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Montgomery the Mentor, Montgomery the Activist

  • Shana L. Redmond (a1)


I'd like to begin with a disclosure: I was not an official student of David Montgomery. By “official,” I mean to signal the parochial ways in which institutions recognize and quantify mentorship. I came to Yale University too late to have the opportunity to work with him in any formal way; I entered the combined doctoral program in African American studies and American studies there in the fall of 2002, long after David had retired. While this fact presented a major obstacle to those of my graduate colleagues who hoped to work with him, it was only a minor disadvantage for me because David and I were already connected through a genealogy of mentoring; my college mentor was Peter Rachleff, one of David's Pitt students, and he made sure that each of us knew of the other upon my arrival in New Haven. What I didn't know of David—and there was a lot—I would soon learn through my numerous engagements with him and his work.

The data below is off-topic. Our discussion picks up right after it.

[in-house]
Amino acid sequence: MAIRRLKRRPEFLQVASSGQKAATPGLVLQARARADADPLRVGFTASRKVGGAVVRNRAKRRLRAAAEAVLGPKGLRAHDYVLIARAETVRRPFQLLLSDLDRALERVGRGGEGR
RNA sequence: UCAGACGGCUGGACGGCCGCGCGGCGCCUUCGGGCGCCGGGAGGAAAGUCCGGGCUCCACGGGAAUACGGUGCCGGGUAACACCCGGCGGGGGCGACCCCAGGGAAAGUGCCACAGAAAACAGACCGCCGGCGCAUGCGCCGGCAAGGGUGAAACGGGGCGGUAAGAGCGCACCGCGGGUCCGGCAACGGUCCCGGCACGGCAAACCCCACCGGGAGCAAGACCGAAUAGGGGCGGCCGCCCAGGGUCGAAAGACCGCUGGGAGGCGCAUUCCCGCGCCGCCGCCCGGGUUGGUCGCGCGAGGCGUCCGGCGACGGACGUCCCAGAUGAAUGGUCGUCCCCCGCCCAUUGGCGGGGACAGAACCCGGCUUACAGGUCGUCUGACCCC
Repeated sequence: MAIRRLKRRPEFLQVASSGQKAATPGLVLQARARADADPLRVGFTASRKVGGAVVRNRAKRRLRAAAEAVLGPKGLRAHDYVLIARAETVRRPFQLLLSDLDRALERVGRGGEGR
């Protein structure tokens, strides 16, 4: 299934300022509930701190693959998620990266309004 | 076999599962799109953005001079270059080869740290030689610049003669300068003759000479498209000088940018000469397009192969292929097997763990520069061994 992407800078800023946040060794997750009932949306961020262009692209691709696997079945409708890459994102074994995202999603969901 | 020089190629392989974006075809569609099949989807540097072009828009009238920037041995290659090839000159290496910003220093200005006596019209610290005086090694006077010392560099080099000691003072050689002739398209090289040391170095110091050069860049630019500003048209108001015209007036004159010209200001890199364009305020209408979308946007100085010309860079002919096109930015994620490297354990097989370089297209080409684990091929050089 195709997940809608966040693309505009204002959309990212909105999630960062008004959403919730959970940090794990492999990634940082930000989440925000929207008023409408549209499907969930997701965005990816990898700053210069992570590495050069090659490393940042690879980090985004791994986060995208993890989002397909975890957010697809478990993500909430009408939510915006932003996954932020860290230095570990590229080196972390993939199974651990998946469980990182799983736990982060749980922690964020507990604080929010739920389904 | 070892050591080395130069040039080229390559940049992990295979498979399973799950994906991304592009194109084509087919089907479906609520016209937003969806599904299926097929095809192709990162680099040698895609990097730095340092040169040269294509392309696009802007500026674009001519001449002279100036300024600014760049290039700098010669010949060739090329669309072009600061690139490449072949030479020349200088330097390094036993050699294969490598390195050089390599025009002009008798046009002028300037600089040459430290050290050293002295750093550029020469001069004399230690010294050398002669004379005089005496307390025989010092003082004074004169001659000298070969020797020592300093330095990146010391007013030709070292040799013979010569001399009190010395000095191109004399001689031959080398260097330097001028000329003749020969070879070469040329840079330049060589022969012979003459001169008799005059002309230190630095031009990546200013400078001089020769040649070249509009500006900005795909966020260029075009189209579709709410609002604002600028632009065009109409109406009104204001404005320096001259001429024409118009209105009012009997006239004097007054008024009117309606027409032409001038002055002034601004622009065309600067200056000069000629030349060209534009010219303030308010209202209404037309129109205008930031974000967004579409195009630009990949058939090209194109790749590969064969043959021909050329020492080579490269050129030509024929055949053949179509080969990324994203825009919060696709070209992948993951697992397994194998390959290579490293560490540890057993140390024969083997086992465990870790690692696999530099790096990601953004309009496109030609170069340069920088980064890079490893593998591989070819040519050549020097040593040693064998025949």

Montgomery the Mentor, Montgomery the Activist

  • Shana L. Redmond (a1)


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